Since its inception 11 years ago, the Summit of the Americas,
run by the Organization of American States (OAS), has been an
important forum for OAS presidents to confront shared issues and
concerns. It has also become a venue for endless photo
opportunities, commitments with little follow-up, and platforms for
rants by mischief-makers like Venezuela's leftist president Hugo
This year's Summit, to be held November 4 and 5 in Mar del
Plata, Argentina, is already looking like a bad date that the
30-odd attending heads of state may want to forget the morning
after. To make this encounter useful, delegates should follow a
spare agenda, attend to root causes of problems to be solved, and
deny spoilers attention they crave.
Summits can be time wasters when there are too many of them.
Miami Herald columnist Andrés Oppenheimer points out there
are at least a dozen meetings for heads of state every year in our
hemisphere. They include the Ibero-American Summit (with Spain and
Portugal), the European-Latin American Summit, the Rio Group
Summit, and the South American Summit, to name a few.
Nearly all generate long to-do lists that individual nations
find hard to implement. In the Summit of the Americas process, some
countries stacked up nearly 250 commitments between 1994 and
2001. Few states have acted on more than half of them, no
doubt prompting the OAS's Summit Implementation Review Group to
stop showing progress in spreadsheet form on the Summit
In seeking consensus, summits rarely challenge the status quo.
This year's theme-"Creating Jobs to Fight Poverty and Strengthen
Democratic Governance"-is a forced hybrid of economics and
politics. Instead of suggesting a relationship between an
enterprise-friendly environment and employment, chief planner Jorge
Taiana says it reflects the "urgency of closing the gap between
rich and poor."
Populists and leaders of fragile democracies will understand
this as a green light for more band-aid social programs and public
works, while shunning reform. Industrialized countries like the
United States will be the only ones recommending increasing
investment in education, easing burdensome business regulations to
give small entrepreneurs freedom to compete, and encouraging banks
to supply them with affordable credit.
Hyde Park South
Unfortunately, staid summit proceedings encourage loose cannons
like Venezuela's Chávez to speak their minds. Though
freely-elected, he's no democrat. Chávez has constrained the
media, seized private property, packed courts with cronies, and
supported guerrillas in neighboring Colombia. He defines his
democracy as "participatory"-that is, people are free to support an
autocratic leader who intuitively senses their will.
Just before the Monterrey summit in 2003, Chávez made
headlines by calling U.S. Secretary of State Condoleezza Rice
"illiterate." This year, supporters expect him to denounce free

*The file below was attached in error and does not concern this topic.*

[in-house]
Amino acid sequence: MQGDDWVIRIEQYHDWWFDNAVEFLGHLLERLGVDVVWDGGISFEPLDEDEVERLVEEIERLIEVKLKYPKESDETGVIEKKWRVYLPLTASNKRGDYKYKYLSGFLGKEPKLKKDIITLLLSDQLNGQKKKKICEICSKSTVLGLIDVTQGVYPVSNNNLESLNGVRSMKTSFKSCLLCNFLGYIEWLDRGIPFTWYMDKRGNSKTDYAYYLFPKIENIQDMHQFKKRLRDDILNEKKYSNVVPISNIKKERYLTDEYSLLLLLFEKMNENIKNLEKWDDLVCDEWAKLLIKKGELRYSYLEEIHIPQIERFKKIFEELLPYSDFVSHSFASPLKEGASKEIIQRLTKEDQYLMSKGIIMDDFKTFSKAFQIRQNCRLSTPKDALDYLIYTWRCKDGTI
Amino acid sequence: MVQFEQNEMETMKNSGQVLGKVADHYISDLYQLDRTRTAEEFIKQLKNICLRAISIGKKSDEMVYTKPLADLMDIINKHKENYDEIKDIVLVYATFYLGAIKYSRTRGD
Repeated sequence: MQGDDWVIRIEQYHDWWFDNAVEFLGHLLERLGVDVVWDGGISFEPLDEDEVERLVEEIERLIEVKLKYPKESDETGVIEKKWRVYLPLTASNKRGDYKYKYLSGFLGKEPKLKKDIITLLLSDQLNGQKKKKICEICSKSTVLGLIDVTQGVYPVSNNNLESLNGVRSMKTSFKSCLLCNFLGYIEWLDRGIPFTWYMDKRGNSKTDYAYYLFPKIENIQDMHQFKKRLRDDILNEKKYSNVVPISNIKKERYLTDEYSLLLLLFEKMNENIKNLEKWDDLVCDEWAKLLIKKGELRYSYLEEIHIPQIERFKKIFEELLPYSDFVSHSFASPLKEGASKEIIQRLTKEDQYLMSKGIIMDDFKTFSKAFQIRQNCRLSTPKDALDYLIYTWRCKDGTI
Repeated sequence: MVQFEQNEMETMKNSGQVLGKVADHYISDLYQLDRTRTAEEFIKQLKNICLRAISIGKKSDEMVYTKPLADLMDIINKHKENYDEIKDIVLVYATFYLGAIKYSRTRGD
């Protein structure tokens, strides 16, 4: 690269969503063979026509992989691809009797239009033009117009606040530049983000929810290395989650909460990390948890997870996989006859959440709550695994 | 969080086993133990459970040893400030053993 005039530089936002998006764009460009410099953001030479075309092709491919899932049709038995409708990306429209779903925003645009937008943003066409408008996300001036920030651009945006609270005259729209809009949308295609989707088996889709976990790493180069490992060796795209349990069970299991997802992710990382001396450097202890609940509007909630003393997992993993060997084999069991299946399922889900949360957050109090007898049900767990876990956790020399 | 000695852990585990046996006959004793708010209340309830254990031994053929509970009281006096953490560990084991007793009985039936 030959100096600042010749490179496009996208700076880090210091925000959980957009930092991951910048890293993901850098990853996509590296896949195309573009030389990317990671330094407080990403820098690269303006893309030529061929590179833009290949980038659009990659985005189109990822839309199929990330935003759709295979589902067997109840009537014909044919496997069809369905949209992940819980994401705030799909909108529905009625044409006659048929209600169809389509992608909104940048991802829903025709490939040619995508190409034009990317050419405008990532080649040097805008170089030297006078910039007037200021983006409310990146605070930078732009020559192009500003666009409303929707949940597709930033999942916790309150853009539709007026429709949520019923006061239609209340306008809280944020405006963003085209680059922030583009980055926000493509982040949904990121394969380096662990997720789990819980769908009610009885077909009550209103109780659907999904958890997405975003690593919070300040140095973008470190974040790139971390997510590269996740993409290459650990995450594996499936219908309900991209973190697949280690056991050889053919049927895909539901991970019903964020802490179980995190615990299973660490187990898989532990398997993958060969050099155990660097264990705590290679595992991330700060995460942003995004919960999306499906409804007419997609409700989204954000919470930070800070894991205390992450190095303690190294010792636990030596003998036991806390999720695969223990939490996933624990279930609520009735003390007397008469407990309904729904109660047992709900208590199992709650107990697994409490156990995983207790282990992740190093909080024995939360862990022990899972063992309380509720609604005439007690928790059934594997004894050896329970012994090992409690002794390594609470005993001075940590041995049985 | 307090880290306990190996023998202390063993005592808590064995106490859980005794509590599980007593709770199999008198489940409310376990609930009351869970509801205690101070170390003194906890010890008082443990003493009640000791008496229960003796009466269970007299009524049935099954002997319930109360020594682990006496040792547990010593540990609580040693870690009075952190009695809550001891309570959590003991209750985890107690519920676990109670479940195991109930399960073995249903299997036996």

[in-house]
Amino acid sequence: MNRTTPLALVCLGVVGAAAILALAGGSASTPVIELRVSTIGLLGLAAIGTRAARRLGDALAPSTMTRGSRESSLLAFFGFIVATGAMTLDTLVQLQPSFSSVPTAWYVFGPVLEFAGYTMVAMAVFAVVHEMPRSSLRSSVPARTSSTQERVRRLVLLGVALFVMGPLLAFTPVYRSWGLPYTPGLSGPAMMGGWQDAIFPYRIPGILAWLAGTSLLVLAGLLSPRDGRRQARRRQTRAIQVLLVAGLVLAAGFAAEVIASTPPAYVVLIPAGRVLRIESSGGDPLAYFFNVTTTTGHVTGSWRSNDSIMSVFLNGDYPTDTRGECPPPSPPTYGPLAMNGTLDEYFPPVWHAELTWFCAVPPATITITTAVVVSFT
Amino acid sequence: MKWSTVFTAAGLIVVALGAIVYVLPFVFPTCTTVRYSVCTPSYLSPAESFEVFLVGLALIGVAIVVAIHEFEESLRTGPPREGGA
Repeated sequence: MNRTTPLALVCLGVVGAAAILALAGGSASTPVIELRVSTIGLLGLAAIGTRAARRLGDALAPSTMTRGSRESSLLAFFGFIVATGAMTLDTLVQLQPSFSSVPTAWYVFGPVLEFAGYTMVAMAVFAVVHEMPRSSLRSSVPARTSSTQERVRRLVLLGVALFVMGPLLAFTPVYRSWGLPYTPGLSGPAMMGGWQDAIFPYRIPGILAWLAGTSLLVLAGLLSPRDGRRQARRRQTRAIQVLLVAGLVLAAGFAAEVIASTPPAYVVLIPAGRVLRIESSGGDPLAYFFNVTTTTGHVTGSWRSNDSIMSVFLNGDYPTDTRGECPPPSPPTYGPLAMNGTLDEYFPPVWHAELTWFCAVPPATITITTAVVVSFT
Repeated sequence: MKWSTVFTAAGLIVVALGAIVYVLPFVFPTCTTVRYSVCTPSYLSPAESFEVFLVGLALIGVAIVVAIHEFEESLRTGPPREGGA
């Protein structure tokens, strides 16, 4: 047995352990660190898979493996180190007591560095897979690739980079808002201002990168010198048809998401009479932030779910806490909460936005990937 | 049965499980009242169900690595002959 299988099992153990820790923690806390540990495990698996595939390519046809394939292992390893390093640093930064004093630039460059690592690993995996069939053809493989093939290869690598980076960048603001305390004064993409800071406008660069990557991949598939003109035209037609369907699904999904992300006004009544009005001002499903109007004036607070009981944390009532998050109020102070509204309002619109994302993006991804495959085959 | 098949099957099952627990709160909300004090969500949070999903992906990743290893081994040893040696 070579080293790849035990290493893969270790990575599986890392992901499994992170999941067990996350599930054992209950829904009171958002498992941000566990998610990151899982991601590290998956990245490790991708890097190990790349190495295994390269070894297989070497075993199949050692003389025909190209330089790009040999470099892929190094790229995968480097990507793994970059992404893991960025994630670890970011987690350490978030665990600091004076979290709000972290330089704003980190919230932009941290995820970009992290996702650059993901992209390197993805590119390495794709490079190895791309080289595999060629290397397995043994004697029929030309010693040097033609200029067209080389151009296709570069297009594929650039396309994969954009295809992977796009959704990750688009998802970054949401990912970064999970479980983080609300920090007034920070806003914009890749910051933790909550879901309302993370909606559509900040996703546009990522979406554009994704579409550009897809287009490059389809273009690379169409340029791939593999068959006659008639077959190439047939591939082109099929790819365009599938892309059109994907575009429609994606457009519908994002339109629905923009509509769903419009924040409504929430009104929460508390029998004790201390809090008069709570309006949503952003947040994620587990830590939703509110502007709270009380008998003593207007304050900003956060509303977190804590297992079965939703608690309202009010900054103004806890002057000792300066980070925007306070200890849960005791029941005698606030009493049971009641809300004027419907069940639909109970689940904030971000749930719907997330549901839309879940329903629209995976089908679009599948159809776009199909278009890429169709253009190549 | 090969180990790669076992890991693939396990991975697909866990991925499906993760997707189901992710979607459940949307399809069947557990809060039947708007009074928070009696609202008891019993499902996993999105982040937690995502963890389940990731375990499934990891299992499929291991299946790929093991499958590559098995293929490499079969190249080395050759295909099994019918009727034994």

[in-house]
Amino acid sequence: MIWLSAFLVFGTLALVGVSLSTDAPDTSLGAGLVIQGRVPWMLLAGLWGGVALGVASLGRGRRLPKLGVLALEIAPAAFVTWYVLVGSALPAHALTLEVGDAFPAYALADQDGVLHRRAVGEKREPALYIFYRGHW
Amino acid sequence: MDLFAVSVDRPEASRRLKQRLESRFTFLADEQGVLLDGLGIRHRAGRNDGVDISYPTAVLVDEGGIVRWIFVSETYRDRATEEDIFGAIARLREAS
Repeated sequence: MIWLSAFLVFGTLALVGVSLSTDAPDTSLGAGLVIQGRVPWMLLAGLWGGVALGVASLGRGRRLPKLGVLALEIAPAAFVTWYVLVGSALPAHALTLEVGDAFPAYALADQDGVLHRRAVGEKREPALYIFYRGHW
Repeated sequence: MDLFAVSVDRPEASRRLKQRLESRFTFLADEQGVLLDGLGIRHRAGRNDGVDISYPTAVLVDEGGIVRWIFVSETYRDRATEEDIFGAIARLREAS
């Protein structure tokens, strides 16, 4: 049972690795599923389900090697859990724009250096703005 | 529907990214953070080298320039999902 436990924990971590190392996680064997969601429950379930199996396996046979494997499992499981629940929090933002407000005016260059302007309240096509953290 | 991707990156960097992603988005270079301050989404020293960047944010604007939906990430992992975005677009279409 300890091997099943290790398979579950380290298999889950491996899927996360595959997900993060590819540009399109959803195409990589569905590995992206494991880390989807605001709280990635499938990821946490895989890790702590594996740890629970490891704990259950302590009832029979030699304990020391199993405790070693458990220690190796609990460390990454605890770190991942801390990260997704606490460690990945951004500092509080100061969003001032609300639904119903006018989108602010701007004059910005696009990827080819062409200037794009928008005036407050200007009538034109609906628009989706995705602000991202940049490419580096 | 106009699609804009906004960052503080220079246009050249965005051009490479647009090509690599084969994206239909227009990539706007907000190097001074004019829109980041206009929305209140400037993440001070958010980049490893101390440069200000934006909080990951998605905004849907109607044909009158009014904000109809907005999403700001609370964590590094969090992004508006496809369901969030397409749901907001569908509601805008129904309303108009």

markets and proclaim the death of the Free Trade Area of the
Americas, temporarily stalled over disagreements between Brazil and
the United States on agricultural subsidies. He may even
address the rival "People's Summit" being organized by leftist
protesters across town.
Chávez may also use the jobs theme to introduce his
proposed "Social Charter" that would guarantee all the hemisphere's
citizens a minimum income, life above the poverty line, and access
to health care, education, employment, and housing. Prosperous
countries like the United States, Canada, Mexico, and Chile would
be required to fund this wasteful redistribution scheme.
Toward a Freedom Agenda
To get the most out of this year's Americas Summit, the United
States should press for fewer commitments-and most of those should
be directed at OAS bodies as member countries cannot realistically
absorb still more externally imposed commitments from a plethora of
summits. The U.S. should urge the OAS to vigorously follow-up
and report on progress honestly at the next encounter.
Regarding jobs, member countries should reject Hugo
Chávez's social charter and recognize it as a recipe for
economic collapse. President Bush might point out that by becoming
more competitive and market-oriented, China and India's economies
may rival the United States' in 20 years.
Without reform, the situation will worsen. Latin America still
follows a commodity export model unlikely to supply enough jobs for
the region's expected population growth of 150 million people over
the next two decades. Unemployment in the region already
hovers at 20 percent and poverty at 44 percent-even in oil-rich
Venezuela (despite that government's recent denials).
Chávez's shrill rhetoric will no doubt attract an
audience. But attending democrats should refrain from answering in
kind. Instead they should challenge Chávez by defining
prosperity not as rising gross domestic product but as new business
starts, private sector employment gains, an expanding middle class,
growth in charitable giving, development of diverse industries, and
the spread of a vibrant civil discourse in a society respectful of
The Summit may still wind up a waste of time and money. But
if national leaders agree to keep declarations and commitments
brief, direct solutions toward root causes instead of symptoms, and
counter the antics of spoilers with meaningful discourse, then
Summit promises may one day result in a more prosperous and
Johnson is Senior Policy Analyst for Latin America in the
Douglas and Sarah Allison Center for Foreign Policy of the Kathryn
and Shelby Cullom Davis Institute for International Studies at The